Seeing her in action, it looks like just another impossibly tiny neonate being patiently fed a bottle by a professional wildlife care expert at the San Diego Zoo (SDZ). But a closer look reveals this is no ordinary case that the Neonatal Assisted Care Unit (NACU), along with Cora Singleton, DVM, and the koala care team is keeping alive. “We have never raised a koala this young,” said Becky Kier, lead neonate care expert. Early on, the joey looked more like a featherless cockatoo than a miniature marsupial.
Koalas typically stay safely tucked inside their mom’s pouch for the first six months of life. But this joey’s mom, Beejay, passed away from lymphoma while her son was still developing in her pouch. After Beejay’s diagnosis, “She was placed on palliative care with the goal of allowing her joey to further develop,” explained Becky. But in the end, the joey was only 5.5 months old, weighing a mere 5.46 ounces (155 grams), and “about the size of a fat stick of butter.” After Beejay’s passing, Becky made a heartfelt vow to her that they would do their best to raise her little one. And that they did!
Talk about an underdog—this joey was underweight and under the weather. They even called experts in Australia for tips on feeding joeys this small, since marsupial care runs deep in their blood. They provided some suggestions, but even the Aussies remained skeptical about the outcome for a youngster this little. Staff persisted, keeping a close eye on the joey and feeding him every few hours, around the clock. Becky explained that when they are with their mom, a joey can nurse any time they want, a little at a time, but in a zoo setting, they must eat on a more regimented schedule. The very first bottle the joey got, he slurped it down almost too fast (you never want them to aspirate or blow it out of their nose), so Becky went back to their “nipple arsenal” and used one with a smaller opening for the next feeding. She used the “three point contact hold” when feeding the joey—pinkie under its chin, thumb and index finger smooshing his lips to the bottle to help him latch on. Despite the small victories, they remained guarded.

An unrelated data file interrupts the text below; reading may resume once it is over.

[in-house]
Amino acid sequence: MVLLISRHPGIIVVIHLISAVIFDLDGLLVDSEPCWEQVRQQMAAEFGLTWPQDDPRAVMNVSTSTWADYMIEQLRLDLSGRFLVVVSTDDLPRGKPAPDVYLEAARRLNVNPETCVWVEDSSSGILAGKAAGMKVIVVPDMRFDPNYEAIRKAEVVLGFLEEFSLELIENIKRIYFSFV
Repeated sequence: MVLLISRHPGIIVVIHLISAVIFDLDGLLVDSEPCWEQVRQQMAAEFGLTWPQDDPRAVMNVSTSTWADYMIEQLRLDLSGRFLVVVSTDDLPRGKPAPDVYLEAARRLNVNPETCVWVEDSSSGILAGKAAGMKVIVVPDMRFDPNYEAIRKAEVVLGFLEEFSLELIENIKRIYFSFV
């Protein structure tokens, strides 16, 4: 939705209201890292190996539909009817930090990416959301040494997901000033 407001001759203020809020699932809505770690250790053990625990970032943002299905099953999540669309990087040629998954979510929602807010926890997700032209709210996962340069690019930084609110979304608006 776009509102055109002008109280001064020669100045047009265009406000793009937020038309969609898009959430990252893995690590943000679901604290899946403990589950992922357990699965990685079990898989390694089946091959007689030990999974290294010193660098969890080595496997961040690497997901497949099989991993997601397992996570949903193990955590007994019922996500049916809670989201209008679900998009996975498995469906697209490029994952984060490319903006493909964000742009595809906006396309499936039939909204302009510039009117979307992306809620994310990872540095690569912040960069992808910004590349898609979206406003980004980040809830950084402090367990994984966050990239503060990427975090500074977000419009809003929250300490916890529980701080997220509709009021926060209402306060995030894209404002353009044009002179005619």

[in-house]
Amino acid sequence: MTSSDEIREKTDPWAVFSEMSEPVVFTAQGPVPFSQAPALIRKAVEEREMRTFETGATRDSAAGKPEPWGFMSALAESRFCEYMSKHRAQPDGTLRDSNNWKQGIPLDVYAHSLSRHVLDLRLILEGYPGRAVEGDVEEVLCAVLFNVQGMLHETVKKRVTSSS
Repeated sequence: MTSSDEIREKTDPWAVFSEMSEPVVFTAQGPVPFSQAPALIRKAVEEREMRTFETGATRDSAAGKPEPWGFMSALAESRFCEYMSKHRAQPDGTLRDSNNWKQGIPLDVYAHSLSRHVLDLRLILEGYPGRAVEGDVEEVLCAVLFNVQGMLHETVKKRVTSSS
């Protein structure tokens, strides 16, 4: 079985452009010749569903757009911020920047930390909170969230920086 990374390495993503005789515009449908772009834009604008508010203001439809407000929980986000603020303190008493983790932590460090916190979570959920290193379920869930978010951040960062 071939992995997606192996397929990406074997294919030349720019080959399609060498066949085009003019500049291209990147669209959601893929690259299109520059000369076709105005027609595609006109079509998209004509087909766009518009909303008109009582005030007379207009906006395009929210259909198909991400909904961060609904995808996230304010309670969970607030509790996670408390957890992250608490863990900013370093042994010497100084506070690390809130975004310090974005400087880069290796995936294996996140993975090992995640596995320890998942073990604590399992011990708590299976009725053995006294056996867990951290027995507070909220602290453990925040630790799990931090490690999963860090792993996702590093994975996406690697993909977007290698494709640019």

In those first few weeks, they almost lost him twice, Becky said. The first time, he was listless and lethargic but—as though feeling all the tension and mojo directed at him—he rallied. A week later, Dr. Cora noticed open-mouthed breathing when she was conducting a routine check. “Fungal pneumonia is common in marsupials,” she said. So the little guy was whisked up to the Zoo hospital for breathing treatments. After two weeks of care there, he returned to the koala compound, where he stayed in a toasty, humid incubator containing a suspended faux pouch (made by volunteers) with a “pouch stuffy” inside to hold on to, and a plush koala to climb on outside the pouch. SDZ wildlife experts continued to care for him. By this time his was growing, but remained “bubble gum pink from the waist down,” said Becky. “He looked like he was wearing a hairy T-shirt.”
The joey has since graduated from the incubator to spending about eight hours each day in cozy enclosure with eucalyptus leaves to practice eating, and a plush koala to climb on. Happily, he now leaves the pouch to go potty—a milestone any parent can appreciate! Additionally, his hand-eye coordination is improving. “He’s grabbing leaves and teething on the stems,” said Becky.
He is still small for his age, though. As his mother was ill, her milk may have stunted his physical development. “His brain is ready for eucalyptus, but his teeth are not,” she added. “He’s about five weeks behind in physical development.” Now weighing about 1 pound (460 grams), Becky describes him as the size of a soda can…with tufted ears. This happy achievement is shared with SDZ wildlife care staff and Dr. Cora. But for Becky, it’s personal, as her now 19-year-old son was born 3 months early, weighing in at 2 pounds. That preemie training proved invaluable for her job at the Zoo. “Been there, done that” is her philosophy, and it seems to be effective.
Ten weeks after losing his mum, the joey has earned his name Omeo, an Aboriginal Australian word meaning “mountain.” He is getting about 20 minutes of sun exposure a day, and soon his caregivers will walk him around in a baby-carrying wrap secured to their body, to provide movement and introduce him to the world. It is hoped that one of the females in the Zoo koala colony will “adopt” him. “The goal is that he’ll have a family to hang with in the next couple of months,” said Becky. And that will bring joey joy to us all.
Karyl Carmignani is a staff writer for San Diego Zoo Global. Read her previous story, You Never Know Who You’ll Meet!